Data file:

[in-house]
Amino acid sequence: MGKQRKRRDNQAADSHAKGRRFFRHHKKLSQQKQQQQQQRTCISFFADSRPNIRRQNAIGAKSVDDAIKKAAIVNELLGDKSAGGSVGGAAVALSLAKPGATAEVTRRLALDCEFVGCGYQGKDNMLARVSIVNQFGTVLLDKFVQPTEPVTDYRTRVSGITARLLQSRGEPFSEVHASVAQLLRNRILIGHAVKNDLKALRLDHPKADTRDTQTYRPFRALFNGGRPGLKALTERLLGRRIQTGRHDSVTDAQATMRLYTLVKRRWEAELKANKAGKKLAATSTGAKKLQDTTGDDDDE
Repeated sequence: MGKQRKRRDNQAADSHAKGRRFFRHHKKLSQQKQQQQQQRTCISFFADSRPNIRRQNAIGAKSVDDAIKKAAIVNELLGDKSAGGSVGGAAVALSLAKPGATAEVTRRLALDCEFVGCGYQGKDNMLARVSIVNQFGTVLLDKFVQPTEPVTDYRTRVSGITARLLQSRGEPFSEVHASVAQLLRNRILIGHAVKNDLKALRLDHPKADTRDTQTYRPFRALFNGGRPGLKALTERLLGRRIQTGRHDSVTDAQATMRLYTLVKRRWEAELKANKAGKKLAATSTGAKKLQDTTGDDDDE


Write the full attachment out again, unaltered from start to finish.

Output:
[in-house]
Amino acid sequence: MGKQRKRRDNQAADSHAKGRRFFRHHKKLSQQKQQQQQQRTCISFFADSRPNIRRQNAIGAKSVDDAIKKAAIVNELLGDKSAGGSVGGAAVALSLAKPGATAEVTRRLALDCEFVGCGYQGKDNMLARVSIVNQFGTVLLDKFVQPTEPVTDYRTRVSGITARLLQSRGEPFSEVHASVAQLLRNRILIGHAVKNDLKALRLDHPKADTRDTQTYRPFRALFNGGRPGLKALTERLLGRRIQTGRHDSVTDAQATMRLYTLVKRRWEAELKANKAGKKLAATSTGAKKLQDTTGDDDDE
Repeated sequence: MGKQRKRRDNQAADSHAKGRRFFRHHKKLSQQKQQQQQQRTCISFFADSRPNIRRQNAIGAKSVDDAIKKAAIVNELLGDKSAGGSVGGAAVALSLAKPGATAEVTRRLALDCEFVGCGYQGKDNMLARVSIVNQFGTVLLDKFVQPTEPVTDYRTRVSGITARLLQSRGEPFSEVHASVAQLLRNRILIGHAVKNDLKALRLDHPKADTRDTQTYRPFRALFNGGRPGLKALTERLLGRRIQTGRHDSVTDAQATMRLYTLVKRRWEAELKANKAGKKLAATSTGAKKLQDTTGDDDDE